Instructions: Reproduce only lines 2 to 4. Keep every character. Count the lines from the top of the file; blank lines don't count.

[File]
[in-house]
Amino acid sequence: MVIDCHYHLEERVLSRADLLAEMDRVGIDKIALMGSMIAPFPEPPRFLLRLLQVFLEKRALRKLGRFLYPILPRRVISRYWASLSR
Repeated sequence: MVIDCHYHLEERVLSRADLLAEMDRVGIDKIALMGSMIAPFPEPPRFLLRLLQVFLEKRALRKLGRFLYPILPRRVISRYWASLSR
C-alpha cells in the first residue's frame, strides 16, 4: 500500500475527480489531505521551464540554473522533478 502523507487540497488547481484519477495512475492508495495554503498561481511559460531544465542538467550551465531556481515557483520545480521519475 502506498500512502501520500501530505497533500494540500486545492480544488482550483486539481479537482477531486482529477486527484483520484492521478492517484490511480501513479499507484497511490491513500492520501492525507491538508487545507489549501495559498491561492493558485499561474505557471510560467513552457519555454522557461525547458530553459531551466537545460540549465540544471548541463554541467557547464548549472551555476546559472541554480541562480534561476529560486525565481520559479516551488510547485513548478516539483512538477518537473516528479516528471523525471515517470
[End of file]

Amino acid sequence: MVIDCHYHLEERVLSRADLLAEMDRVGIDKIALMGSMIAPFPEPPRFLLRLLQVFLEKRALRKLGRFLYPILPRRVISRYWASLSR
Repeated sequence: MVIDCHYHLEERVLSRADLLAEMDRVGIDKIALMGSMIAPFPEPPRFLLRLLQVFLEKRALRKLGRFLYPILPRRVISRYWASLSR
C-alpha cells in the first residue's frame, strides 16, 4: 500500500475527480489531505521551464540554473522533478 502523507487540497488547481484519477495512475492508495495554503498561481511559460531544465542538467550551465531556481515557483520545480521519475 502506498500512502501520500501530505497533500494540500486545492480544488482550483486539481479537482477531486482529477486527484483520484492521478492517484490511480501513479499507484497511490491513500492520501492525507491538508487545507489549501495559498491561492493558485499561474505557471510560467513552457519555454522557461525547458530553459531551466537545460540549465540544471548541463554541467557547464548549472551555476546559472541554480541562480534561476529560486525565481520559479516551488510547485513548478516539483512538477518537473516528479516528471523525471515517470